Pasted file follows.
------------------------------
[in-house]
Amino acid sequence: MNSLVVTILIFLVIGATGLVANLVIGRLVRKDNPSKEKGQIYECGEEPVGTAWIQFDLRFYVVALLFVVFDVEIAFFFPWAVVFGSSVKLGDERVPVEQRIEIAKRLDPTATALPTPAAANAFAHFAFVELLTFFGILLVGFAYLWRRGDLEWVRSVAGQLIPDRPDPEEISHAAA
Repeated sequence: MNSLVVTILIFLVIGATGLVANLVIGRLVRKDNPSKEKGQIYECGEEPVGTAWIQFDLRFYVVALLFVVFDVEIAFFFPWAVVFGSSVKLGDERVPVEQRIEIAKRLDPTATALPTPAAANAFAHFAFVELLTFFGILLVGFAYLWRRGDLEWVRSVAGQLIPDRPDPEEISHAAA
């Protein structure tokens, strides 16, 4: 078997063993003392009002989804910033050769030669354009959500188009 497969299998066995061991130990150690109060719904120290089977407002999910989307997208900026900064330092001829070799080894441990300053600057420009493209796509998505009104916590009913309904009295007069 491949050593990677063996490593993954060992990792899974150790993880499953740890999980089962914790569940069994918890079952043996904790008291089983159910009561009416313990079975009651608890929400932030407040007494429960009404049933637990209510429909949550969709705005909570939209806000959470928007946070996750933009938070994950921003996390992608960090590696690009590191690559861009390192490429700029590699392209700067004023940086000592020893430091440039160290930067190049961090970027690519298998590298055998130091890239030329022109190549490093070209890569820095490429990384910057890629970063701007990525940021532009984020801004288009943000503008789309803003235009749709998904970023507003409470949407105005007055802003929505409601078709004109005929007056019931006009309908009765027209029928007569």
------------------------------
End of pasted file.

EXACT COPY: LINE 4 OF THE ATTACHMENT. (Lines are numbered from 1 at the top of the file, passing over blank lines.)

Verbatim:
């Protein structure tokens, strides 16, 4: 078997063993003392009002989804910033050769030669354009959500188009 497969299998066995061991130990150690109060719904120290089977407002999910989307997208900026900064330092001829070799080894441990300053600057420009493209796509998505009104916590009913309904009295007069 491949050593990677063996490593993954060992990792899974150790993880499953740890999980089962914790569940069994918890079952043996904790008291089983159910009561009416313990079975009651608890929400932030407040007494429960009404049933637990209510429909949550969709705005909570939209806000959470928007946070996750933009938070994950921003996390992608960090590696690009590191690559861009390192490429700029590699392209700067004023940086000592020893430091440039160290930067190049961090970027690519298998590298055998130091890239030329022109190549490093070209890569820095490429990384910057890629970063701007990525940021532009984020801004288009943000503008789309803003235009749709998904970023507003409470949407105005007055802003929505409601078709004109005929007056019931006009309908009765027209029928007569």